There were also two obligations on which Wright & Co. were liable, as sureties for the vessels, totpe amount of about $3,700. But the contract shows that, Wrig,ht& Co. had in,curred these latter obligations as one of the conditions of receiving the agency of the and the contract evidently does not contemplate theirhplding the moneys received from the draft of £1,700 as security for these two contingent liabilitjes, neither of which has even yet been paid. I think they had no right to hold the moneys received from the draft of £1,700 upon account of . those contingent obligations. The letter written by Schultz on March 21st; from Havre,shows clearly that his understanding had been that thif$ draft of £1,700, when paid; would -go to offset Wright & Oo.'s advances in current business, and that only the balance,after paying these aq,vances, .would go on the bottomry account. The lang,uage of. that letter,:is incompatible with the supposition that the whole £1,7QOwould beat once applied upon the bottomry bond. He refers to the difIicultyof pleeting the £1,700 draft, and says:. I may Hhave todrlj,w 011 you for £1,000, at 60 days? sight. * * * If you should not be in funds by the time the note flllls due, you may draw back on me, 60 days, London, or take captain,'s draft," etc. Two days after, he accordingly drew: pu Wright & Co. for the two sums of $2,500 and $1,215.2;>, at 60 day,S from date, which were paid pyWright & Co.wpep. due. Had the £1,700 not been designed in part to oJIset Wright & Oo.'s advanceR "in purrent there could ha,ve betjn 110 such uncertainty as this letter contemplates. A large debit, .aswe have seen, must have existed from .the first. How much .wou1<tremain of the proceeds of the £1,700 $al! the evident uncertainty contemplated, and it was against this excess that Schultz desired to drltw. Wright & Co. were therefore authorized to retain this balance against aU cu.rrent advances, including thedrafts thus drawn by Schultz upon them, instead of applying it upon the bottomry bond, as otherwise sho:uld.have been done. That letter has the weight of a nearly contemporaneous act, and it in part sustains the libelant's contention. The two new drafts made by Schultz more than covered what remained of the £1,700·at the time when Wright & Co. could. have kuown of its payment, and left at that time applicable to the bottomry account. From the general intent and expectation, to which I have above referred, that the net earnings of the Martha, or of the line, should go to reduce the lien. upon bottomry, after first providing for all the current - expenses and liabilities incurred by Wright & Co., it would follow that any such net credit balances as should subsequently appear at the time of rendering all their general and special accounts ought,in justice, to be deemed so applied. It would be most unreasonable to suppose, unless there were some. very clear evidence of the fact,that the parties intendeq. to preserve indefinitely a large cr.editbalance, without any application of it to the outstanding lien by bottomry; and, a& I have said, the early letters of Schultz 'indicate the contrary intention. In October,. 1885, Wright & Co. rendered to Schultz an account of all their various transactions, showing a considerable balance on general.aq..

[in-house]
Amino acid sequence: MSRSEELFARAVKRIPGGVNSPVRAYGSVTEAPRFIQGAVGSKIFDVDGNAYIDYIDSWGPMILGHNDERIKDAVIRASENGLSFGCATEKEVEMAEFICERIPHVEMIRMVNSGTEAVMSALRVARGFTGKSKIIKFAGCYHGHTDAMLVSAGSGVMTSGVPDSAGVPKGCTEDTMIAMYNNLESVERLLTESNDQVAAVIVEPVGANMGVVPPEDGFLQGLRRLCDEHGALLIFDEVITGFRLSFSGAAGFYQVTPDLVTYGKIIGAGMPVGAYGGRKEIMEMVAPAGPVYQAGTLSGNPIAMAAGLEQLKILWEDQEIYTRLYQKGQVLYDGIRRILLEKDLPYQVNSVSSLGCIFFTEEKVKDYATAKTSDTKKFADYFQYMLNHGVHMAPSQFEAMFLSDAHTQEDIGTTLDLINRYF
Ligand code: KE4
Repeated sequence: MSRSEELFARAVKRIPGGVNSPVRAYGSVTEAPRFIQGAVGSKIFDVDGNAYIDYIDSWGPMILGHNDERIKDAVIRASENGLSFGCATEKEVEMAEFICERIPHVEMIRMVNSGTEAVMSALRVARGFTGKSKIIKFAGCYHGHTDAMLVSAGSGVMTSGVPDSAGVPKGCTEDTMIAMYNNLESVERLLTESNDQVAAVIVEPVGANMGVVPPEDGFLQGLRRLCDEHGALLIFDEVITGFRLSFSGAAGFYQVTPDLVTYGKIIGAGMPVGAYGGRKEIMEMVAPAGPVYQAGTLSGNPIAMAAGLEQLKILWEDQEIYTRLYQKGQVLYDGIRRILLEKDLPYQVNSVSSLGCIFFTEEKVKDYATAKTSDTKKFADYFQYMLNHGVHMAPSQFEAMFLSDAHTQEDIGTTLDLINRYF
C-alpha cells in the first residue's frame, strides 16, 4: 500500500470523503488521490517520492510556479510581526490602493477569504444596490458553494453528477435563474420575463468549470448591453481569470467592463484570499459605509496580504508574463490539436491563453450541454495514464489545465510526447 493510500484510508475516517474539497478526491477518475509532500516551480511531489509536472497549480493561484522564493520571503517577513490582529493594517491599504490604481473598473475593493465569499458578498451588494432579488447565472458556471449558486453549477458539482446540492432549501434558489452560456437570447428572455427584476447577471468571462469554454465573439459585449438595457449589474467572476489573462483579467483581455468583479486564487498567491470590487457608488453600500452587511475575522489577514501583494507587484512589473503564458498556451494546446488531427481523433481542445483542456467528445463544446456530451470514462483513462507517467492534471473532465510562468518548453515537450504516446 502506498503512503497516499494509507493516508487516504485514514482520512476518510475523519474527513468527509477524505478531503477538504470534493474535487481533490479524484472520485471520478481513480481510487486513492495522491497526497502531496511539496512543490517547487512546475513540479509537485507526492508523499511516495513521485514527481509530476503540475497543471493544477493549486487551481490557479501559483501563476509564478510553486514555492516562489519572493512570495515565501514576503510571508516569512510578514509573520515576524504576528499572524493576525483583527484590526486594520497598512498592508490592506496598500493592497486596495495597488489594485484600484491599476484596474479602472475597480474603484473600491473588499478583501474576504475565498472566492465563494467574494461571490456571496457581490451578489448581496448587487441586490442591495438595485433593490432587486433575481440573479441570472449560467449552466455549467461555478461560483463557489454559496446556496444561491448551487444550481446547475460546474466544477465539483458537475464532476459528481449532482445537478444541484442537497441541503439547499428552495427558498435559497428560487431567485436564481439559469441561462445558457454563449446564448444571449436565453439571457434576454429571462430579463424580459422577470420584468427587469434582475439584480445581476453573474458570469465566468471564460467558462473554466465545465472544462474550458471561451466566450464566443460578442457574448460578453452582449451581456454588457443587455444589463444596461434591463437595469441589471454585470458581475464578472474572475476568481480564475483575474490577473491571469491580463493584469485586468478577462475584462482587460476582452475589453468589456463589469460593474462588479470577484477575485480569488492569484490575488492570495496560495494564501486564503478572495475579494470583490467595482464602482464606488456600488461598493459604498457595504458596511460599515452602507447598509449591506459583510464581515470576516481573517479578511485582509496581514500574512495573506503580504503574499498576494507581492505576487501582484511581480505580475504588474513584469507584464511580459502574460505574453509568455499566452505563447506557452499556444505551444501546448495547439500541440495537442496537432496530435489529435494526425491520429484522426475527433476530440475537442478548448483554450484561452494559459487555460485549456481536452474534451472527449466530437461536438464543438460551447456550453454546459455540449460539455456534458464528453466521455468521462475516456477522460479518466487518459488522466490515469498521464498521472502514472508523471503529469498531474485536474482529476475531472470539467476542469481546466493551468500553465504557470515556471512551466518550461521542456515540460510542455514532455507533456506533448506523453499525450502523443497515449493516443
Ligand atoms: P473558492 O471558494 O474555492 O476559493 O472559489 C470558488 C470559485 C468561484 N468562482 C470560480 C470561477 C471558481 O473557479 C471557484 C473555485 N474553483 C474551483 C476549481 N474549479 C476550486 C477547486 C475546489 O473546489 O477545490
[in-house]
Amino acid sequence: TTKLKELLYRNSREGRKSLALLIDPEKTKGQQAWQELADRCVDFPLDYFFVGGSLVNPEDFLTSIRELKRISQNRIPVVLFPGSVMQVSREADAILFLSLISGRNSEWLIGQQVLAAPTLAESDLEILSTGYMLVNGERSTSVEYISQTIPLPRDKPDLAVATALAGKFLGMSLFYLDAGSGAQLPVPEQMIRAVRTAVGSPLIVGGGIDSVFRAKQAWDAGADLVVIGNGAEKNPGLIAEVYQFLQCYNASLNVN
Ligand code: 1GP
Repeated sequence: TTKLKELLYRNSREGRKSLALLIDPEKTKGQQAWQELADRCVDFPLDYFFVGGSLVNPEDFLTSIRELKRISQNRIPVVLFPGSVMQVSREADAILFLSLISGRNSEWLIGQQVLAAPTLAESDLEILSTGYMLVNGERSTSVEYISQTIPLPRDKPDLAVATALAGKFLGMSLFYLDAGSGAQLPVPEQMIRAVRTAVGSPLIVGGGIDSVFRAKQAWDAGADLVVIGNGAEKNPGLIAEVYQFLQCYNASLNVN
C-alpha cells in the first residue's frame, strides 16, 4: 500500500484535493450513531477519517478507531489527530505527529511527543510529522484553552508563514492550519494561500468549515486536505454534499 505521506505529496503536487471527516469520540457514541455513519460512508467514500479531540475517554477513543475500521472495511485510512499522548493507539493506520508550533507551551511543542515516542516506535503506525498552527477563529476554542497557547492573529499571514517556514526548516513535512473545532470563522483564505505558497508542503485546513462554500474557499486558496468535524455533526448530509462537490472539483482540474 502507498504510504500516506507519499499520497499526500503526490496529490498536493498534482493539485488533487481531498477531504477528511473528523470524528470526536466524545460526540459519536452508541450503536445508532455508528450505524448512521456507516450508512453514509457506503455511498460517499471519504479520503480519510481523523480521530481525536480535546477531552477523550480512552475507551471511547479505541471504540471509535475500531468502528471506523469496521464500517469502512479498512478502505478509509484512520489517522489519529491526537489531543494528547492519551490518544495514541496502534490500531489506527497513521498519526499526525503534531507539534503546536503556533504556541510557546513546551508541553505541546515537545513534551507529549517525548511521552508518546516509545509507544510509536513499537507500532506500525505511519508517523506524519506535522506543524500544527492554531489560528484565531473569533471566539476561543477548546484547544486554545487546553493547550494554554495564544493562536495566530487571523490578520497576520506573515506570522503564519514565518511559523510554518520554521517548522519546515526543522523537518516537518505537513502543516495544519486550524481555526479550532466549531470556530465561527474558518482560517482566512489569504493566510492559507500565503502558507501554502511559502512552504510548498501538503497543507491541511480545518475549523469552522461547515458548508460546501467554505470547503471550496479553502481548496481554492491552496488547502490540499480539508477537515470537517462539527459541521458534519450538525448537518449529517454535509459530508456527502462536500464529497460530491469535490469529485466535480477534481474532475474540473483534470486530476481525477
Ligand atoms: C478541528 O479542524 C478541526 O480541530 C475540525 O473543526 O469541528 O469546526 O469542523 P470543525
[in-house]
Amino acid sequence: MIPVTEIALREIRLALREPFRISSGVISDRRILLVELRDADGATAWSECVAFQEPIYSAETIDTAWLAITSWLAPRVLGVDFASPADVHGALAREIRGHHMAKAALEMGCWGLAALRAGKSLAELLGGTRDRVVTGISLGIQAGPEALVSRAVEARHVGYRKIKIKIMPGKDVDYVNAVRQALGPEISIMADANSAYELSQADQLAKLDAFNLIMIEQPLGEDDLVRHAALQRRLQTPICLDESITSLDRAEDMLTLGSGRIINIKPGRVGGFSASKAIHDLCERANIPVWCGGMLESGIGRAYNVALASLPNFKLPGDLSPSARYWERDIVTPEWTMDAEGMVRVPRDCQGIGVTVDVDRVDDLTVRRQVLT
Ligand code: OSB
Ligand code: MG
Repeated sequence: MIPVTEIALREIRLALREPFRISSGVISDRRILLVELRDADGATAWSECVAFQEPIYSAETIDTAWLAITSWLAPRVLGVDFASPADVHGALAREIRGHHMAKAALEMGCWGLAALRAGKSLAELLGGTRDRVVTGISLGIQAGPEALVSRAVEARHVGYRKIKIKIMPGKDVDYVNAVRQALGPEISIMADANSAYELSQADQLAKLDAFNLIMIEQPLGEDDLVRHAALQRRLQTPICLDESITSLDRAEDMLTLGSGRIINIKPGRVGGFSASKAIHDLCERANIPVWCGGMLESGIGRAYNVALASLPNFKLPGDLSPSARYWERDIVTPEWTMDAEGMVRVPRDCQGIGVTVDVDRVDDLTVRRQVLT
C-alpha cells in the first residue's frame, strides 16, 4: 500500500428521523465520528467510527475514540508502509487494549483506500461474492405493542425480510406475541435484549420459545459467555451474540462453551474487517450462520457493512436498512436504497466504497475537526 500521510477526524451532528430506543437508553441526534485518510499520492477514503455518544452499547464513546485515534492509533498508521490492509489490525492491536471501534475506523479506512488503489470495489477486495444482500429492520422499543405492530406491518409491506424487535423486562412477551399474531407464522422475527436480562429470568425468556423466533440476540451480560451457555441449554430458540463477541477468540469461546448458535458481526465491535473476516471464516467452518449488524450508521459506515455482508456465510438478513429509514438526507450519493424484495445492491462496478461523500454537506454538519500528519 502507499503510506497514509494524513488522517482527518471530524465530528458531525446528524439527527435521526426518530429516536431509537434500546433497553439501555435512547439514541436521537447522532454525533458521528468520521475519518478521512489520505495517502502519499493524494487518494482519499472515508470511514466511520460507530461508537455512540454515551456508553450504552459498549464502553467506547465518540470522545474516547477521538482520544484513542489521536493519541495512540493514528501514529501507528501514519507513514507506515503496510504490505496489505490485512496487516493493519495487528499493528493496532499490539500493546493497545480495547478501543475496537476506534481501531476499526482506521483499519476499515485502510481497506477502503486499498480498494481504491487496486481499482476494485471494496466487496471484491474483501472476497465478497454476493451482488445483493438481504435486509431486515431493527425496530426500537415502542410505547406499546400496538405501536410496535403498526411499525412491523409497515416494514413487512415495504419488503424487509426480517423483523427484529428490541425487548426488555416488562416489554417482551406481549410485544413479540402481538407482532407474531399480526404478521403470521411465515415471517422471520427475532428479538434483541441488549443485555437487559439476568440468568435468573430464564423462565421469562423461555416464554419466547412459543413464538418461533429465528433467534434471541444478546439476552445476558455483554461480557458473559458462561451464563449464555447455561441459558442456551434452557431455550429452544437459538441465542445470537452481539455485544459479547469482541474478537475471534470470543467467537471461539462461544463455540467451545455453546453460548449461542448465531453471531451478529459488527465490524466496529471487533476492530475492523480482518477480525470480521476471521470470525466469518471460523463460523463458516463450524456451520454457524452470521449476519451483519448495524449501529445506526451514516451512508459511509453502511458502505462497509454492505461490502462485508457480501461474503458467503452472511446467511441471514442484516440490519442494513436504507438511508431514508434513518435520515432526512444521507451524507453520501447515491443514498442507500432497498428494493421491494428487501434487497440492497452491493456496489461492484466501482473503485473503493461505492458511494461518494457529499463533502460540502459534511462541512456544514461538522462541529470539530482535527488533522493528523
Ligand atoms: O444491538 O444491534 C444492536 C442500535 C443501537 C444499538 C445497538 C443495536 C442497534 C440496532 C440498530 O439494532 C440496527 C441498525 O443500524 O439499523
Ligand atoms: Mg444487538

count, and a net indebtednessw them, "upon all the accounts,' of $5,710.46, with interest and commissions and expenses, in case of bottomryandaverage." But thEl'ittlms omitted are of so considerable importance as to make this statement of no use. To this account, which included the £1,700 in the general account, Schultz, though he made some .other objections, never objected to the inclusion of the proceeds of the draft of£1,700. But as the final balance upon all the accounts was except ItS to interest, commissions, etc., he had no interest in the question where the £1,700 wa,s credited; and but little, if any, weight canther.efore be given to the circumstance that he'made no comment on it. in January following, Wright & Co. rendered a further account, made .pp'to the first of January, 1886. In their letter, inclosing all these accounts, they show, a, balance to the credit ofSchultz, on general oUS,634.96, agaihst which were three separate and specialaccO,unts; bameiy: Tbebottomry bond account, debit balance, $9,753.39; steamer, twenty-first,voY'1'ge, debit, $4,367.40; the Martha, on her third debit, 'They add "(6) A statement of balances." "This shows,"they say, "an amount due January 1st of $8,593;79, which covers all these various accounts inclosed." , The debit on account ,of the :Martha, above referred to, is the same as that bf'tl1E1' draft 'of £600: hi' suit. When the January statement ceived at Stettin,Schultz had arrived in New York, and did not see the account till'long afterwards; and, intheir interviews here, neither party l'eferreq to it. There are some corrections to be made in it on both sides. When corrected, the credit on general account must be applied according to the rigllt$ of the parties as they then stood. . The accounts were merely protested drafts, drawn by the master, upon Schultz,' ill 'flitor' of Wright & Co., in settlement of debit balanceson two of the vOjTll.ges ofthe Martha and the Katie, in the usual .They were a part of the current business of the line. Other items arid balances of tlielle .and.similar voyages were ent.ered in the gen7' eral account; and shown to be peculiar in the nature of these protested drafts that any legal distinction to be made in respect' td them from other items contained in -the general ll.Qcount,sofar as the app'lication.of the credit balance. These two "special accounts" of the Martha and 'the Katie must therefore be first discharged out of the credit balance standing on the general account, because belonging to current business. This would leave a balance of credit of $1,159.60 remaining to be applied on the bottomry account. To this must be added the following items of debit in the general account, which, I think, are not chargeable against Schultz under Wright & Co.'s contract for the agency of the line, viz.: the items of $85, $100, and $100,. under date of March 4, 1885, amounting together to $285. Wright & Co. are also to be credit.ed with the error of $180, referred to in their letter of January 1, 1886, making a difference in Schultz's favor in these items of $105; which, added to $1,159.60, makes $1,264.60. This amount should be applied on the bottomry account, as the result of the accounts submitted up to January 1st; and the moneys subsequently re-